The Art of Following Up

I recently heard the quote, “Our worst fears lie in anticipation.”

Anticipation runs high after you’ve made a business connection, applied for a job, internship/fellowship or met an important contact.

But the uncertainty can be tamed if you have a confident follow-up strategy, or as we say: the WAY you follow up.

Common questions we all have:

Should I follow up? (YES!). But – When? How? What is the best way? How do I phrase the follow up? How do I strike a balance of being professional, light-hearted, and showing perseverance, without seeming entitled, impatient, rude, or out of place? Most importantly, how can I make the best out of the connection I have made?

Unfortunately, there is no catch-all or silver bullet. Although, it will be little different every time, here are some important tips and things to remember:

  • Be thankful: A day or two after an interview, important meeting or new contact, send a handwritten note AND an email. Be authentic, appreciative and concrete in your note. No need to be too wordy. Just think about how you would like to have someone express their appreciation for your time and expertise.
  • Ask THEM how: Ask the person you met with how they best like to be followed up with: by phone, email or even Twitter? Find out the best time of day or day of the week are best for your follow up.
  • Find something relevant: A week or two after the initial meeting or conversation, find a relevant or related mutual connection, news article or blog post (maybe write one yourself) and reach out again with that. Say something like, “I came across this thought you would find it interesting.”
  • Keep it light, keep it positive: Avoid language that puts pressure on the person you connected with. Use language like, “I look forward to hearing back from you,” “It was a pleasure to meet you,” “I continue to be impressed with your work,” “I look forward to further exploring how I can help advance specific goals or work together.”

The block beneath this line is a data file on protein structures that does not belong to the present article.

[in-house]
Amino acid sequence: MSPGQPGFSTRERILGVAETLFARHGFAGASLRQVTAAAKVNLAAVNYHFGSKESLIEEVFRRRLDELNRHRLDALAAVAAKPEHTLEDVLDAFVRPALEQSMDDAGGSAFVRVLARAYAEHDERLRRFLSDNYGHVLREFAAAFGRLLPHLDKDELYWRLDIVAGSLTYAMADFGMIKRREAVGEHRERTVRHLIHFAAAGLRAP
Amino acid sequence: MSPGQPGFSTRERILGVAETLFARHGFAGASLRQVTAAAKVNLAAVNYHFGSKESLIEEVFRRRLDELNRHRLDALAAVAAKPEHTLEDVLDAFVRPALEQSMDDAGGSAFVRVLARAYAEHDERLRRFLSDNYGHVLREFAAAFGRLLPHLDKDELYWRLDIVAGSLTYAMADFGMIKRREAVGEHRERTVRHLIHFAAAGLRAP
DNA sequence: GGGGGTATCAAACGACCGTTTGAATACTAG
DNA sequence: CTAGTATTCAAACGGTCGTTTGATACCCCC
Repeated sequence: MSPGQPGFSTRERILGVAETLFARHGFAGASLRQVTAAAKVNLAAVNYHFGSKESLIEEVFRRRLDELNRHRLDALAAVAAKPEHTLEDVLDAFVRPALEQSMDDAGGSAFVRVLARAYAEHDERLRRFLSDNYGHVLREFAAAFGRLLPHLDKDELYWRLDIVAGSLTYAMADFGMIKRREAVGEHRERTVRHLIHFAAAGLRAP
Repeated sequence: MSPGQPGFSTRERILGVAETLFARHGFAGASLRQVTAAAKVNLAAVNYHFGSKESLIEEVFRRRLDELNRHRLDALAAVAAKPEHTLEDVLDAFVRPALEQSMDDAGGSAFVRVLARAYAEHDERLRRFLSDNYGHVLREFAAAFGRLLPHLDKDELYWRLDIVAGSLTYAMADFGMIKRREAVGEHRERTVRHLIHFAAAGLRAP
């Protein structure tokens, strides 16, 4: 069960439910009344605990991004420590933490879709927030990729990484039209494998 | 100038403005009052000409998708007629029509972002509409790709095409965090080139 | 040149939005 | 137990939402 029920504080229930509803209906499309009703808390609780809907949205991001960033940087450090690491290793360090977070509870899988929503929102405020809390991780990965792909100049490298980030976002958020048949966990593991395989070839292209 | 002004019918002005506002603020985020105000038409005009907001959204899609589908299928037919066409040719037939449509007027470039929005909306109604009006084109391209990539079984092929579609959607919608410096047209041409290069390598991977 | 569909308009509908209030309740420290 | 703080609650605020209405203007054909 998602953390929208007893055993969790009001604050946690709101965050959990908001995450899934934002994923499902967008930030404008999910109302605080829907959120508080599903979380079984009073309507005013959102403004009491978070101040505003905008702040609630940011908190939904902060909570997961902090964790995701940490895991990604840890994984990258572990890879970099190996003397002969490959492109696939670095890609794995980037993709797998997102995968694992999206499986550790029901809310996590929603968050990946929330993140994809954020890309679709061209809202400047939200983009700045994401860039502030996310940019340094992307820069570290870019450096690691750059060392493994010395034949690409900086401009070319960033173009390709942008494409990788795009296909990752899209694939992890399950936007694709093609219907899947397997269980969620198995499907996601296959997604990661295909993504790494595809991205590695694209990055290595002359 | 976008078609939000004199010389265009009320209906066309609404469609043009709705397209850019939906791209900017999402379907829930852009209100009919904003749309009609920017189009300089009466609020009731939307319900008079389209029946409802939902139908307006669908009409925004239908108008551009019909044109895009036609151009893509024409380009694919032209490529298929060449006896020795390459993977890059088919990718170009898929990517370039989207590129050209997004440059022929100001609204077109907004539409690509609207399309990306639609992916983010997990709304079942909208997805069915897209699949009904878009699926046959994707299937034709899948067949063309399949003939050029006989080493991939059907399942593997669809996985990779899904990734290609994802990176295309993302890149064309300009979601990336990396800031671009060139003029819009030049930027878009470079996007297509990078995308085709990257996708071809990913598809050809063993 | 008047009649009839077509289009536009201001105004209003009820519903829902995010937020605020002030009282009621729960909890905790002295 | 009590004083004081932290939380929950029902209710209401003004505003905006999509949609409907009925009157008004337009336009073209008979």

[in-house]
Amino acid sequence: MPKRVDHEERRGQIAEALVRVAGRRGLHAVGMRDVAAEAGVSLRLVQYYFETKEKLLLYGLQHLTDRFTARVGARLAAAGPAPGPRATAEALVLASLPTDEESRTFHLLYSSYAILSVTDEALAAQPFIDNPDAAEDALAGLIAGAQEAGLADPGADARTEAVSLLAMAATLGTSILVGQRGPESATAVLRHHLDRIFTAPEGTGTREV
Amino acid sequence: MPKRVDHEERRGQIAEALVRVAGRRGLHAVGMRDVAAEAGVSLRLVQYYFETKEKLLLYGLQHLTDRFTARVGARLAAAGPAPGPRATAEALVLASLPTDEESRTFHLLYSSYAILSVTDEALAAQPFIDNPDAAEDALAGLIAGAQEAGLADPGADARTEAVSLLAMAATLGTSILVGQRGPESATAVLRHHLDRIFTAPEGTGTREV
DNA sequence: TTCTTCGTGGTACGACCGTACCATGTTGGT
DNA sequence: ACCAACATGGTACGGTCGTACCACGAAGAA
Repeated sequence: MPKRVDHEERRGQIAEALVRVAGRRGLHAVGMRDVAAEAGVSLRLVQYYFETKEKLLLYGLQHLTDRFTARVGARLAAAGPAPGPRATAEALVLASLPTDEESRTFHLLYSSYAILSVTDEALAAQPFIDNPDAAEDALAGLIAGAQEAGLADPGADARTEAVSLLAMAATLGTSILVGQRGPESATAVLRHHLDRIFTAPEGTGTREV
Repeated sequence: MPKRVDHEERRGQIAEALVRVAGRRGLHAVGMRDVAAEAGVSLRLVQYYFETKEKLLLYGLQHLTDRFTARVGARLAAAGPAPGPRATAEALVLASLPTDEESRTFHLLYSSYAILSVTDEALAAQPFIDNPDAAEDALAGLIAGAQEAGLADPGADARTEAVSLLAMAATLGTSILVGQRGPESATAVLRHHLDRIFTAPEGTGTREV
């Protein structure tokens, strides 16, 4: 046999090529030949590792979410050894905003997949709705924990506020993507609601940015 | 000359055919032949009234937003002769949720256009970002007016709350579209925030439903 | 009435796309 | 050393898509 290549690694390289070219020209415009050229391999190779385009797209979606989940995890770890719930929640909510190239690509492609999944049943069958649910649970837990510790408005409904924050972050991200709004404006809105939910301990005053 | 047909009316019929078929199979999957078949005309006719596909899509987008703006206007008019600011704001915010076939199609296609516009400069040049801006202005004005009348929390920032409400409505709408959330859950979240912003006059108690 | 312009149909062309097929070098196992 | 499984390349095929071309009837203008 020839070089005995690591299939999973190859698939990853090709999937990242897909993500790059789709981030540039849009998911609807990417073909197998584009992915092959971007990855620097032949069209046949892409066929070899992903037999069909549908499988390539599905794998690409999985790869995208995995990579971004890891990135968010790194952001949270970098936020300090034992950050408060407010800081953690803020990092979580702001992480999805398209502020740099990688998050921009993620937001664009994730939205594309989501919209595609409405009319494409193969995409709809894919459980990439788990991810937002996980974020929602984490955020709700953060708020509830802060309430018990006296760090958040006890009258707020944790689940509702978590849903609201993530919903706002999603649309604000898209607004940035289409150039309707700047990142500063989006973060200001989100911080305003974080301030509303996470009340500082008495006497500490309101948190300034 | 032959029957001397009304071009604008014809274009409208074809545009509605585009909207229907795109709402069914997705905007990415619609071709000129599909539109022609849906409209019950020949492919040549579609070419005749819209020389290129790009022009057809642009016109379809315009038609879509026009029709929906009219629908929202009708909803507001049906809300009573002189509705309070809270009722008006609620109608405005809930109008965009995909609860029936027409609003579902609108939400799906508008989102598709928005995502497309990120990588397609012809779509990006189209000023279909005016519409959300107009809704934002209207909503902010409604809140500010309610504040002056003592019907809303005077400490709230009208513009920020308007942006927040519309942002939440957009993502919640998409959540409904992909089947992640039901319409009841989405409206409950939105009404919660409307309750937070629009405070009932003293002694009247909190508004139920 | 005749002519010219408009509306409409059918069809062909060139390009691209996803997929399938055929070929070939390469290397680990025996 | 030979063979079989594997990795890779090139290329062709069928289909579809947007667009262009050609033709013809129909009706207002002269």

• Re-connect in person: Think of a potential opportunity or event where you could see the person again. Focus on THEM – recall things they mentioned in your previous connection (perhaps related to what they are working on, goals, efforts, their focus), and ask about those. End the conversation with something like, “Great to see you again. I will follow up with you in a few days.”
  • Seek advice: Don’t hesitate to seek input from a well-seasoned professional you respect – especially a mentor or a sponsor – that can give you good advice on this specific matter. It never hurts to run your email by someone else you trust before you send it. When in doubt, ask.
  • BE CONFIDENT: You have a lot to offer to offer too! It’s not just about you asking for something, or looking for a job, but rather, how you can mutually contribute to common interests. This is where your communication should come from.

SET YOURSELF APART

When following up, don’t just go through the motions. Take the time to really think through each follow up and what’s best for each situation. When appropriate, be creative.  A great follow-up, and the way you do it, not only shows your personality, but your character, perseverance, drive, and ability to deliver. When well-done, it is a telling sign to a contact or potential employer that can set you apart from everyone else. If fear or uncertainty in the process is giving you pause, don’t hesitate to ask trusted friend, mentor, sponsor, or us! Just don’t let that uncertainty or your other work result in a lack of follow up.

Good luck – you’ll do great! Follow up with us and send us a note or leave a comment below and let us know how it works out.

Other resources: US News – Money “Tips for Following Up on Your Job Application”

Erin Risner

Erin Risner

Director of Community Engagement

Writer. Creative. Brand Strategist. Content Curator. Social Media and Marketing Maven. Passionate about connecting with women around the world and telling their success stories.